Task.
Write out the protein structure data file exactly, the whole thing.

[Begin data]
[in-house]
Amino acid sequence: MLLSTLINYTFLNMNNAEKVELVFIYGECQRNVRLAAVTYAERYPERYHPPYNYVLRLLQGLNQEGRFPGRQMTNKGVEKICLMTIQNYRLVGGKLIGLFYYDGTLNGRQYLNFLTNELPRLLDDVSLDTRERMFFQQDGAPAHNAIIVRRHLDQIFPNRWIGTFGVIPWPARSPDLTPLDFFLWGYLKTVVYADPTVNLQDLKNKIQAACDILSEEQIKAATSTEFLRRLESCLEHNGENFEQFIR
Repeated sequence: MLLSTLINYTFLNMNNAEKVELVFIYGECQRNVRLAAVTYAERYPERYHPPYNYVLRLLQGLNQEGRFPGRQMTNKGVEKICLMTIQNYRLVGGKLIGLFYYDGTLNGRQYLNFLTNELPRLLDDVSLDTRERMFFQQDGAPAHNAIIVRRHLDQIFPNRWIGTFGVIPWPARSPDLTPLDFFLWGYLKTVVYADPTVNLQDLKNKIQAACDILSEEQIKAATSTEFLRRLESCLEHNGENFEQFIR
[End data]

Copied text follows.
[in-house]
Amino acid sequence: MLLSTLINYTFLNMNNAEKVELVFIYGECQRNVRLAAVTYAERYPERYHPPYNYVLRLLQGLNQEGRFPGRQMTNKGVEKICLMTIQNYRLVGGKLIGLFYYDGTLNGRQYLNFLTNELPRLLDDVSLDTRERMFFQQDGAPAHNAIIVRRHLDQIFPNRWIGTFGVIPWPARSPDLTPLDFFLWGYLKTVVYADPTVNLQDLKNKIQAACDILSEEQIKAATSTEFLRRLESCLEHNGENFEQFIR
Repeated sequence: MLLSTLINYTFLNMNNAEKVELVFIYGECQRNVRLAAVTYAERYPERYHPPYNYVLRLLQGLNQEGRFPGRQMTNKGVEKICLMTIQNYRLVGGKLIGLFYYDGTLNGRQYLNFLTNELPRLLDDVSLDTRERMFFQQDGAPAHNAIIVRRHLDQIFPNRWIGTFGVIPWPARSPDLTPLDFFLWGYLKTVVYADPTVNLQDLKNKIQAACDILSEEQIKAATSTEFLRRLESCLEHNGENFEQFIR